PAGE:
Ice dams are a common occurrence in Minnesota. They form most frequently when we have frequent, heavy snow falls combined with temperature swings between 0 and 20 degrees Fahrenheit. Ice dams can form very quickly. One or two days of the right conditions is enough time for an ice damn to form, and water to start leaking into the house. Ice dams can be avoided by clearing the snow from the edge of the roof with a snow rake. There are also electronic heaters that can be installed to melt ice dams before they grow and become a problem. Most homes are not equipped with the heaters, and many people do not know about the potential dangers ice dams pose until they have water coming into their house as a result of one.
How ice dams form
For an ice dam to form we need to get a few inches of snow on the roof. Poor insulation and/or warmer temperatures will cause the majority of the roof to become warmer than 32 degrees and start melting the snow and turning it into water. This water will run down the roof and into the gutters. However, the edge of the roof above the soffits is colder than 32 degrees. The gutters are usually colder than 32 degrees too. This is where the water becomes frozen, forming a dam along the edge of the roof and completely filling the gutters and downspouts with ice.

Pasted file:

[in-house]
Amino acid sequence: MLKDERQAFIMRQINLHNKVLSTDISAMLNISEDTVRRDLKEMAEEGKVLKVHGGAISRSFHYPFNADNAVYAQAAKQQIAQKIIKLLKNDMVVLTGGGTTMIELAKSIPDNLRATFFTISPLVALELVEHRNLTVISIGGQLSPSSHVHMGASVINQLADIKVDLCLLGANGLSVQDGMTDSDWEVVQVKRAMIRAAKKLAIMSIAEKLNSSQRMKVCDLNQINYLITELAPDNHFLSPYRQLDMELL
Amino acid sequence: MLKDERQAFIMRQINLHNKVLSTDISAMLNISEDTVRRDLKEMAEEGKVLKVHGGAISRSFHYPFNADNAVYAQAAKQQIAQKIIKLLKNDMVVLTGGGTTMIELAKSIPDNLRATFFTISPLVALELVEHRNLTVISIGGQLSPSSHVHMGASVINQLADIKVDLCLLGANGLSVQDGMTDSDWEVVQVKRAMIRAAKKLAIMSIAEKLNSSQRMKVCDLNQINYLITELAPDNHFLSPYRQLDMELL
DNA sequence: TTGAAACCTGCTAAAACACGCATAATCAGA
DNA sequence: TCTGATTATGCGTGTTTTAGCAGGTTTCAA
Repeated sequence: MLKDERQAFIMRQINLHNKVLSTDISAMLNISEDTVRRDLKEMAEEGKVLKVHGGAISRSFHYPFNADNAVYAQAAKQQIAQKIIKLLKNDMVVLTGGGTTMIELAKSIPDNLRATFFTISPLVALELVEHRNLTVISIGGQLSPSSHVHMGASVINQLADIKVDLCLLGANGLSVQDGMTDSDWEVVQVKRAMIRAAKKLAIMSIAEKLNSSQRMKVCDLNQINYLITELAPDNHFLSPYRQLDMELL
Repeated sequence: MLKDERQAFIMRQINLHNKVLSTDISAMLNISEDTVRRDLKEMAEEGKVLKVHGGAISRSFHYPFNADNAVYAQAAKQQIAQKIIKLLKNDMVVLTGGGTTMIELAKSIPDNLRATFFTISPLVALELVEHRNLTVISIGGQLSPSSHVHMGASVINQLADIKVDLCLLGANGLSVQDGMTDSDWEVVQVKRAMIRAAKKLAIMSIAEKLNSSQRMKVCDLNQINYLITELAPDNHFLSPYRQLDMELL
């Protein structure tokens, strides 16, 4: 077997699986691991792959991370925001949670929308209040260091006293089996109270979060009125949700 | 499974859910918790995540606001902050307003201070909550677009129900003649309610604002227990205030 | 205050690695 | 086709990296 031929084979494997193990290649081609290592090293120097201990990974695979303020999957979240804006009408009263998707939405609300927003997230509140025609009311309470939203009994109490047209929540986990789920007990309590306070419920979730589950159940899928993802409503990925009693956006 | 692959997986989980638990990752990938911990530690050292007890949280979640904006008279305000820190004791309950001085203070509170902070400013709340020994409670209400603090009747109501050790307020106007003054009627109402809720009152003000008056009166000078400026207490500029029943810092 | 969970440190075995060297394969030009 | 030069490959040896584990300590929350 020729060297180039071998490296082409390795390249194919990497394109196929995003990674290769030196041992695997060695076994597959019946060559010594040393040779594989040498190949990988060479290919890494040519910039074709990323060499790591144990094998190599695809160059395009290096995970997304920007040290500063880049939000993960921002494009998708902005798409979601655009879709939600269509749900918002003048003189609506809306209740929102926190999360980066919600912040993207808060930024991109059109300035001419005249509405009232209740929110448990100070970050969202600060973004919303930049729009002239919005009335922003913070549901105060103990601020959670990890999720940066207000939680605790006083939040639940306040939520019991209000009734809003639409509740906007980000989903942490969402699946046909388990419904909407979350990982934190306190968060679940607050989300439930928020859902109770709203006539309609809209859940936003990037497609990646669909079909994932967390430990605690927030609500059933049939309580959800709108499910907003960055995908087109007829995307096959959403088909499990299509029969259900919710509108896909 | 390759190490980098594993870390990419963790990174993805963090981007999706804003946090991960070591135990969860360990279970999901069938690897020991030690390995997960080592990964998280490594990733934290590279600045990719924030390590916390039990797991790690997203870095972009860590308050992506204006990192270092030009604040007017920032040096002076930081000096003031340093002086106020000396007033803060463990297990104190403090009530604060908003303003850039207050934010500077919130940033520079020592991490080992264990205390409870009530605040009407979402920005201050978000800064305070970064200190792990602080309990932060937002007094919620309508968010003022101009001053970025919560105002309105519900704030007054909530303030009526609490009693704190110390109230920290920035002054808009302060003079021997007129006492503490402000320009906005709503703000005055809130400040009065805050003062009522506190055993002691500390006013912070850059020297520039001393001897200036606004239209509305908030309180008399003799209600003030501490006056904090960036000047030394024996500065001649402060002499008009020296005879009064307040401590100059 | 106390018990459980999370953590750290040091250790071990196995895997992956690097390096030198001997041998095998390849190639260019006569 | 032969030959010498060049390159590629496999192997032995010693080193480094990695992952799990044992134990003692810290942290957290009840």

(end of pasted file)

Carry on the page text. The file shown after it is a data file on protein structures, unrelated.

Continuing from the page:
What to do if you have an ice dam?
If you see an ice dam forming on your house it is imperative that you deal with it quickly. Monitor the interior of the building in the immediate vicinity of the ice dam. If you have water coming in call an ice dam removal expert, water damage mitigation contractor, and your insurance company. If there isn’t any water coming in have a professional remove the snow from the roof above the dam. This will cut off the water supply to the ice dam, and it may melt away without any major problems. If water starts to enter the house the ice dam needs to be removed as soon as possible to mitigate the damage to the structure. Call an ice dam removal expert to remove the ice dam using low pressure steam.
To learn more about Ice Dams – Read our blog on them